Literature Review

Member-owned institutions (MOIs) can achieve impressive outreach. They often serve more rural markets than any other type of financial institution. They typically recover their costs. Through growth or replication, they can serve large numbers of clients. And though often limited in scope, their services may respond to client demand and cost clients less than their alternatives. Frequently, MOIs are plagued by fraud and mismanagement. Their scale and continued existence is limited by their governance.

This study examines what outreach can be expected of different types of MOIs and key controllable factors that affect it. We want to understand how MOIs might be supported to provide ongoing affordable financial services to meet the demand of large numbers of low-income remote-rural members. Therefore, we consider three drivers of outreach:

  • Internal governance
  • Participation in federations or networks and linkages to private suppliers, NGOs and government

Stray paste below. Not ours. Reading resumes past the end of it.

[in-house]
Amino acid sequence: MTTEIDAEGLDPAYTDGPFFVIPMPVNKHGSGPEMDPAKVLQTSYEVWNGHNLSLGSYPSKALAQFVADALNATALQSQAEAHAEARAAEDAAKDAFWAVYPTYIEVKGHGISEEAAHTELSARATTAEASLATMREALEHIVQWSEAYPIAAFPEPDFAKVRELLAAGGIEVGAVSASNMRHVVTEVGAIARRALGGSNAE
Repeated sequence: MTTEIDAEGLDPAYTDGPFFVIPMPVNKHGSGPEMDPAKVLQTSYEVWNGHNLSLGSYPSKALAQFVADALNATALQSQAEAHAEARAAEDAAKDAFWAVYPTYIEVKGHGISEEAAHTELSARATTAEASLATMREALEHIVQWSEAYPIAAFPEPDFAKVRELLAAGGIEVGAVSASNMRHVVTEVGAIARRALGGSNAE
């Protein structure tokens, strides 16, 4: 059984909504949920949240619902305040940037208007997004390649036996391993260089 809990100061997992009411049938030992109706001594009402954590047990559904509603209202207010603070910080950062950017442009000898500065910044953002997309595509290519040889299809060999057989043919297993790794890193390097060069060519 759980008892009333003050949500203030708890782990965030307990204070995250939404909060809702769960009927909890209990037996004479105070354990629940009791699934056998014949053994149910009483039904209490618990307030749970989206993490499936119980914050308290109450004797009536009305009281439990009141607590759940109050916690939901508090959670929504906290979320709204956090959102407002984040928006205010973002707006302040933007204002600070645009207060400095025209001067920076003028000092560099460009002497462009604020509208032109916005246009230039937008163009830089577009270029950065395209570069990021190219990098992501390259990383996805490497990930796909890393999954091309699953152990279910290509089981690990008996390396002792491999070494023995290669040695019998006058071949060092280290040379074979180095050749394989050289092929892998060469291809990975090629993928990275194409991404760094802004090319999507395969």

• Regulation and supervision


Our analysis is based on a review of the literature on MOIs and focuses on MOIs that provide primarily credit and savings services in Africa, Asia and Latin America. We are particularly interested in MOIs that serve markets unserved by other financial institutions.

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Financial Services in Remote Rural Areas: Findings from seven member-owned institutions: A literature review

Authors: Madeline Hirschland, with Renée Chao-Béroff, Malcolm Harper and Nanci Lee.

English:
Cover [ 2.42 MB ]     Literature Review [ 694 KB ]


This study involved several facets and spanned three years. A literature review was conducted on Member-Owned Financial Institutions (MOIs) that provided primarily credit and savings services in Africa, Asia and Latin America, particularly in markets "unserved" by other financial institutions. Based on the literature review and identified gaps, a framework for the study was organized with two levels of analysis.

Key Findings from the Literature Review

The review found that MOIs can achieve impressive outreach. They often serve more rural markets than any other type of financial institution and typically recover their costs. Through growth or replication, they can serve large numbers of clients. And, though often limited in scope, their services may respond to client demand and cost clients less than their alternatives.

Based on the literature review, three key drivers of outreach were identified for further analysis:

  • internal governance;
  • networking and linkages;
  • regulation and supervision